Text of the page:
"Dear" when addressing an audience, implies a degree of personal or relational bonding which is closer to far closer than would be found amongst the general public or members of a workplace or interest group.
It may be used amongst old friends of long acquaintance - but even then would be somewhat formally-informal.
It could be used almost without notice when addressing friends of the deceased at a funeral (even by a speaker who was not one of the group), among people joined in an emotional cause and similar. Possibly used in a 'trade union' type context, sit-in, protest rally and similar where people are joined in a common cause. eg a "Occupy Wall Street" or similar speaker may address the protestors with "Dear friends ..." even if they were all strangers. Emphasises the close personal relationship or common-cause aspect of the occasion.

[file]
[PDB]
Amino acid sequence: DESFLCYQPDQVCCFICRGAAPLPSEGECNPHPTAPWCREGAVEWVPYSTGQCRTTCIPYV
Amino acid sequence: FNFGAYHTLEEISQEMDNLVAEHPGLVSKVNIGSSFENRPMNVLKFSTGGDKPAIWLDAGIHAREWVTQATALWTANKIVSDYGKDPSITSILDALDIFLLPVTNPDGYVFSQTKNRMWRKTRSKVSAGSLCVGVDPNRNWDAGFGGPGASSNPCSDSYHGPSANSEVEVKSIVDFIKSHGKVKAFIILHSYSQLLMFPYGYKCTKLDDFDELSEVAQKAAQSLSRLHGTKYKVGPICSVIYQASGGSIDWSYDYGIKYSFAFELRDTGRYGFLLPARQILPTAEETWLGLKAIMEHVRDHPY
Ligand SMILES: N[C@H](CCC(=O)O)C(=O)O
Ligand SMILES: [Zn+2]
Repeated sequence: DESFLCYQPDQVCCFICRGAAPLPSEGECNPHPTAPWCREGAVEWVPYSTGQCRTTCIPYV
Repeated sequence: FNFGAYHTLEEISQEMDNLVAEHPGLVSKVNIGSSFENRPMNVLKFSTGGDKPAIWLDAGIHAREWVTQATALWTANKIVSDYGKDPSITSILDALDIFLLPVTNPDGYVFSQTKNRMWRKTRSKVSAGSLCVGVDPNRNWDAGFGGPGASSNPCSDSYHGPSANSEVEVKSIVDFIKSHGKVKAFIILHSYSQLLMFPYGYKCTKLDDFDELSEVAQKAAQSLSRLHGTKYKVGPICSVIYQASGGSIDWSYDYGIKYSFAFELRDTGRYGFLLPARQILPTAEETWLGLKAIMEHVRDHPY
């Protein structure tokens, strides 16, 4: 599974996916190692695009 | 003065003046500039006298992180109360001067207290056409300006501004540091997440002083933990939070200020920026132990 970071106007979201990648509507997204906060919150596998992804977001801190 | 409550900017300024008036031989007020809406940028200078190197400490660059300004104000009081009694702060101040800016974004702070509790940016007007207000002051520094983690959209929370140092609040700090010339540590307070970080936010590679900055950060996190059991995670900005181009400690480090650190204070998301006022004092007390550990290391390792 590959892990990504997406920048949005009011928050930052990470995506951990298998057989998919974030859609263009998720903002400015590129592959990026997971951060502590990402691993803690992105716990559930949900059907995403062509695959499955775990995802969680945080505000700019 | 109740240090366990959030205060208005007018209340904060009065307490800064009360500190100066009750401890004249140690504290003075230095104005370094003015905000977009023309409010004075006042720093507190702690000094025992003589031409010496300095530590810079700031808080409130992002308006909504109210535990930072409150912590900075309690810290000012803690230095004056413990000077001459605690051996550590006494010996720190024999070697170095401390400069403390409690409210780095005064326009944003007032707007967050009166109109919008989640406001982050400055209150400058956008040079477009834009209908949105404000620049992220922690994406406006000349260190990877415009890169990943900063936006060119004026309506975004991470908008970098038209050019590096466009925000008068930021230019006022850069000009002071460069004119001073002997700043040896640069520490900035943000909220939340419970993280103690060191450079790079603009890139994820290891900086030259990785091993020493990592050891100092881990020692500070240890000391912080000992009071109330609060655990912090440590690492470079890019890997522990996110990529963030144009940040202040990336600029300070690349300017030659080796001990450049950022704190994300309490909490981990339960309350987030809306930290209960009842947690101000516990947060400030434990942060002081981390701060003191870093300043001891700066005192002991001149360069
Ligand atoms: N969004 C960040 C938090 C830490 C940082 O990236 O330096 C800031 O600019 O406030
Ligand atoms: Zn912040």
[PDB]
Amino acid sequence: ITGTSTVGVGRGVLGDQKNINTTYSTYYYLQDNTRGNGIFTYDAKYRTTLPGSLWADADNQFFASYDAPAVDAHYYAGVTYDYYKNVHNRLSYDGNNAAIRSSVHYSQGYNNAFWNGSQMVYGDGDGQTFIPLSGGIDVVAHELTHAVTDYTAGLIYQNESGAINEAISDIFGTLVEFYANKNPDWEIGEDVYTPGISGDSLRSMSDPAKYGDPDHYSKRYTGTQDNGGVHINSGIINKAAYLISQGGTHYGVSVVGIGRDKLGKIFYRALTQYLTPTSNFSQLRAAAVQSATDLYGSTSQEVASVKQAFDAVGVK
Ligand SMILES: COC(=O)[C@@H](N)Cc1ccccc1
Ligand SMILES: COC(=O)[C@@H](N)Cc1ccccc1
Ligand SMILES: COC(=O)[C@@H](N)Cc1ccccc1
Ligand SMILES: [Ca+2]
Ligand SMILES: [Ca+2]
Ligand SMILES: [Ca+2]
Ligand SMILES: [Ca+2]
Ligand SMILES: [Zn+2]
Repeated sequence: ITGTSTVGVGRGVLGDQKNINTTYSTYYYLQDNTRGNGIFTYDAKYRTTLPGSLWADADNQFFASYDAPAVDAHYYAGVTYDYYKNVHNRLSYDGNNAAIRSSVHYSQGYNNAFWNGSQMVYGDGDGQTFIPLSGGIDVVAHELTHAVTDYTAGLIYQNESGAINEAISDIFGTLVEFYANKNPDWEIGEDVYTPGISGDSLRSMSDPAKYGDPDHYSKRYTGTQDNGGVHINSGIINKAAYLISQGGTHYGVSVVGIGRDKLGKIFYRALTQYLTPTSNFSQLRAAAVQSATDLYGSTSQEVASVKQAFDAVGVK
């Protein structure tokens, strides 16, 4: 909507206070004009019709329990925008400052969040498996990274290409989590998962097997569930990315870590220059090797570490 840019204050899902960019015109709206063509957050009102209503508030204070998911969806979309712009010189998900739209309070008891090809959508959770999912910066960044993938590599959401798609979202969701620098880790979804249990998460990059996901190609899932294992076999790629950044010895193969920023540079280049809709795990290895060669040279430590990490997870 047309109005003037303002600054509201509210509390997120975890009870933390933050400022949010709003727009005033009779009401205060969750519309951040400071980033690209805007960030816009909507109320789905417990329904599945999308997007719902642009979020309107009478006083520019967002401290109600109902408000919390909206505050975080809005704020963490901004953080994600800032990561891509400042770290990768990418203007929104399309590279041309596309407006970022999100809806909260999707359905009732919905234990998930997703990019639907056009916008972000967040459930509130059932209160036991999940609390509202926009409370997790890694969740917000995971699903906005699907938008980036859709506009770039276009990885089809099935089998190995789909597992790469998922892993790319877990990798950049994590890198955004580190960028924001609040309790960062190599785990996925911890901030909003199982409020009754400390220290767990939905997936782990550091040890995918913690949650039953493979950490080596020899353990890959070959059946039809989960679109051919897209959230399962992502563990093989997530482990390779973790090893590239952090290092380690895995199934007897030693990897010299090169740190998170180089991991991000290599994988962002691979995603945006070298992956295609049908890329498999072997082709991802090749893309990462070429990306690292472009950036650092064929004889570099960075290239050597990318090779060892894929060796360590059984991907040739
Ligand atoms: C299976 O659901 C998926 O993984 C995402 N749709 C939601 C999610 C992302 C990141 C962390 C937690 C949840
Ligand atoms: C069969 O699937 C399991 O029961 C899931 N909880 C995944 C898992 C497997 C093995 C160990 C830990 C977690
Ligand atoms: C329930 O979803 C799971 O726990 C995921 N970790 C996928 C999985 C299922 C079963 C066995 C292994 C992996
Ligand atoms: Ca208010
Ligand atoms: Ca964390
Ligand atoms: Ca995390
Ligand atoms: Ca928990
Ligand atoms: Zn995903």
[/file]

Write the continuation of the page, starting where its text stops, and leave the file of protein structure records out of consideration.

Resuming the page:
However, even where it was usable, omitting it would not be noticed. Using eg "Dear friends ..." seeks to add emphasis to the closeness of relationship, but omitting it and saying eg "Friends ..." in no way suggests that the relationship is less than close - so not using "Dear" is by far the safer option.